Nicholas (nwhyte) wrote,

November Books 6) A Feast for Crows

6) A Feast for Crows, by George R.R. Martin

If you haven't read Martin's previous books in his A Song of Ice and Fire series, A Game of Thrones, A Clash of Kings and A Storm of Swords, just go out and buy them now. This is not especially a grand tale of human destiny but more a narrative of dynastic conflict, a fantasy epic with everything that Robert Jordan's dismal Wheel of Time series doesn't have - believable characters, believable cultural variations in a world based loosely on medieval Europe, tight plotting, surprise twists.

We've been waiting years for this book. I managed to get it electronically from Powell's rather than lay out on the hardback, but I will now put in an Amazon pre-order on the paperback as there's nothing quite like dead trees. Also the difficulty with ebooks is that you can't easily riffle back and forth through the pages to check back on small details. There's a difference between 784 sides of paper and 4448 "page down" clicks. It reminds you of why the codex won out over the scroll.

You couldn't really start the series by reading A Feast for Crows, as too much depends on previous narrative, and I slightly wished that I had gone back and reread the earlier ones to re-orient myself. But hey, that's what the Christmas holiday is for. Non-spoiler points to bear in mind - Martin has covered only half the characters here, and that doesn't include most people's favourites - exiled princess Daenerys Targaryen, the queen's dwarf brother Tyrion Lannister, religious fanatic and royal pretender Stannis Baratheon; we get only a glimpse of Eddard Stark's illegitimate son Jon Snow and hear nothing at all about his surviving brothers. We do get a whole new set of narrative viewpoints about the Greyjoys and the struggle for power on and around the Iron Islands. And we do get a couple of chapters for each of the Stark daughters, both of whom have now been forced to take on new identities - one of these chapters, "Cat of the Canals", depicting Arya's life in a foreign city, is a really fantastic piece of writing even taken on its own.

There were two new factors that I particularly liked in this book. First of all, Queen Cersei's unleashing of religious fundamentalism as part of her desperate attempt to cling to power, surely at least a partial commentary on current affairs. And second, Martin's portrayal of the devastating effects of a civil war that has now lasted for years on the ordinary people. A recurrent theme of the series has been the gap between the theory and practice of chivalry as it applies to knights and ladies. Now we seem to be seeing a lot more of what it means for those in other social categories as well.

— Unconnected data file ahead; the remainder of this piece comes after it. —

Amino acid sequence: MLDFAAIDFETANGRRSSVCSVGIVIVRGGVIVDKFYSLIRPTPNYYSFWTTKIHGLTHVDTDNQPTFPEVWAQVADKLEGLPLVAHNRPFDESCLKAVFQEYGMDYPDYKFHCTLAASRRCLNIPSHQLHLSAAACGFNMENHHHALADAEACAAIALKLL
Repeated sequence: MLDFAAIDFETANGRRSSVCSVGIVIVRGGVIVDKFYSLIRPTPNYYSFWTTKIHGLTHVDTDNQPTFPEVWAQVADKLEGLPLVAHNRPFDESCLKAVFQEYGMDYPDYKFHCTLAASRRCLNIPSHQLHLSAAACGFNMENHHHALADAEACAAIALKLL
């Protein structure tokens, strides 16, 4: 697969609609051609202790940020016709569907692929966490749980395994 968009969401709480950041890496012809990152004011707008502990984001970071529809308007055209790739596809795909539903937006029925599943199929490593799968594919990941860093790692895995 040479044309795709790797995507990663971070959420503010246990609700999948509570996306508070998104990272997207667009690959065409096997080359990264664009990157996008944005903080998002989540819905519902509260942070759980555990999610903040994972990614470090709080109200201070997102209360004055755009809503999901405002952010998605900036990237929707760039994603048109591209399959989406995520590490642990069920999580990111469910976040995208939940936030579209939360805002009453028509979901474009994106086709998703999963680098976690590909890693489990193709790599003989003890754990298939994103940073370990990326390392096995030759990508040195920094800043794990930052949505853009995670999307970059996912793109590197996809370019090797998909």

I commented briefly in a previous post, when I was half way through,  that the twin storylines of Jaime and Brienne, coming to terms with honour in their different ways, seem to me to be at the core of the book. Jaime's rejection of his sister at the end is a suitable termination to his particular journey. But I really didn't expect poor Brienne to come to such a sticky end, and that courtesy of Catelyn, of all people. She has learnt her lesson about the glamour of chivalry the hard way. (And Catelyn, surely one of the more attractive characters of the earlier books, has become literally a monster.)

Martin does have thoroughly evil characters, but they are at least comprehensible in their nastiness. Cersei is not an attractive personality, but is at least a comprehensible one, unable to trust anybody, driving away amyone competent enough to be a potential threat and thus weakened by her reliance on second-rate advisers; also shagging people to increase your power is a currency that gets devalued pretty fast the more you use it. Her fall appeared inevitable right from the beginning of the book, but again, I did not expect it to come at the hands of the religious forces she had unleashed. Presumably we leave King's Landing with both queens in prison and in the grip of a theocracy, and the stage is set for a vicious settling of scores between rival religions in a later volume. It feels almost like Iran in the second half of January 1979, except that there is no Khomeini waiting in the wings. Is there?

I was less gripped by the side story of the Martells, possibly because I had largely forgotten who they were. They will presumably have an important part to play in the restoration of Daenerys to the throne. Similarly the story of Samwell, though it included some nice bits of writing, felt a bit detached from the main narrative, and the Greyjoy story seems marginal at the moment (and if I'm not mistaken faded out not much more than half way through the book). I suspect those parts of the book will improve once I reread the earlier volumes and see them in context a bit better.

So, in summary, great stuff, and thoroughly recommended provided you've read the earlier books in the series. Mostly I read sf for escapism, but the subject matter here is surprisingly close to my work...
Tags: bookblog 2005, hugos 2006, writer: george rr martin

  • Post a new comment


    default userpic

    Your reply will be screened

    Your IP address will be recorded 

    When you submit the form an invisible reCAPTCHA check will be performed.
    You must follow the Privacy Policy and Google Terms of use.